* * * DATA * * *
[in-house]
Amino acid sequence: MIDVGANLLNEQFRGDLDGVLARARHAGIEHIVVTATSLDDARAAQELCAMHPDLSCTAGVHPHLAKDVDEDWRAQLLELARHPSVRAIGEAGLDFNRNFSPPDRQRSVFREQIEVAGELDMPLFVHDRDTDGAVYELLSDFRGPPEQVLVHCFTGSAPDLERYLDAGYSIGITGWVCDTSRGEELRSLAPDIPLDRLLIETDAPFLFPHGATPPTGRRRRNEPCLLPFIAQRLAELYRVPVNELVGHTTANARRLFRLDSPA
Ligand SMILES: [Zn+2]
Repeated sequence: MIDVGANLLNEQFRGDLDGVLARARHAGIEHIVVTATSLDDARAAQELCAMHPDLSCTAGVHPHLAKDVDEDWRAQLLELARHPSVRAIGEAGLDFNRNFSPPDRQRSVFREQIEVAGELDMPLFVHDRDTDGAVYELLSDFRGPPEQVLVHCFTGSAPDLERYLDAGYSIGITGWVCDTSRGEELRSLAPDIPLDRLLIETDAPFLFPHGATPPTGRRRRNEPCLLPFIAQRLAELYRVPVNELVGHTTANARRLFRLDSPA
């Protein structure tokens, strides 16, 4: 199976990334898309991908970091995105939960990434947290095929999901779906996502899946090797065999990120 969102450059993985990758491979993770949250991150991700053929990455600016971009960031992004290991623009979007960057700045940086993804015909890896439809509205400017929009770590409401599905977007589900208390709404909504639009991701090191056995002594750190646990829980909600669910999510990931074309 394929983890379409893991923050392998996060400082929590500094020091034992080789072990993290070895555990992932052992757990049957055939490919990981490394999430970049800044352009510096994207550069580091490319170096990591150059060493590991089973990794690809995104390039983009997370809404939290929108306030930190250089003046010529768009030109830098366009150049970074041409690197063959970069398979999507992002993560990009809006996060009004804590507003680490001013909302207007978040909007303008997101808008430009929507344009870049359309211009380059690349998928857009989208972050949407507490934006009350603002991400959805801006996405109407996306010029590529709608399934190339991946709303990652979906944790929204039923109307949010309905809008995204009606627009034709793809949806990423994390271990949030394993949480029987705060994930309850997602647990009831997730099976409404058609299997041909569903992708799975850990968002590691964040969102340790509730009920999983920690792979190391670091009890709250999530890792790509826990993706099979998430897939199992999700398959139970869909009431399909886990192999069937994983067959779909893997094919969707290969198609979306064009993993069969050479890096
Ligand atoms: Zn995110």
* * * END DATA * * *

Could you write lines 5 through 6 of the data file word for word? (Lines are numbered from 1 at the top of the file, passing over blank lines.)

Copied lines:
């Protein structure tokens, strides 16, 4: 199976990334898309991908970091995105939960990434947290095929999901779906996502899946090797065999990120 969102450059993985990758491979993770949250991150991700053929990455600016971009960031992004290991623009979007960057700045940086993804015909890896439809509205400017929009770590409401599905977007589900208390709404909504639009991701090191056995002594750190646990829980909600669910999510990931074309 394929983890379409893991923050392998996060400082929590500094020091034992080789072990993290070895555990992932052992757990049957055939490919990981490394999430970049800044352009510096994207550069580091490319170096990591150059060493590991089973990794690809995104390039983009997370809404939290929108306030930190250089003046010529768009030109830098366009150049970074041409690197063959970069398979999507992002993560990009809006996060009004804590507003680490001013909302207007978040909007303008997101808008430009929507344009870049359309211009380059690349998928857009989208972050949407507490934006009350603002991400959805801006996405109407996306010029590529709608399934190339991946709303990652979906944790929204039923109307949010309905809008995204009606627009034709793809949806990423994390271990949030394993949480029987705060994930309850997602647990009831997730099976409404058609299997041909569903992708799975850990968002590691964040969102340790509730009920999983920690792979190391670091009890709250999530890792790509826990993706099979998430897939199992999700398959139970869909009431399909886990192999069937994983067959779909893997094919969707290969198609979306064009993993069969050479890096
Ligand atoms: Zn995110």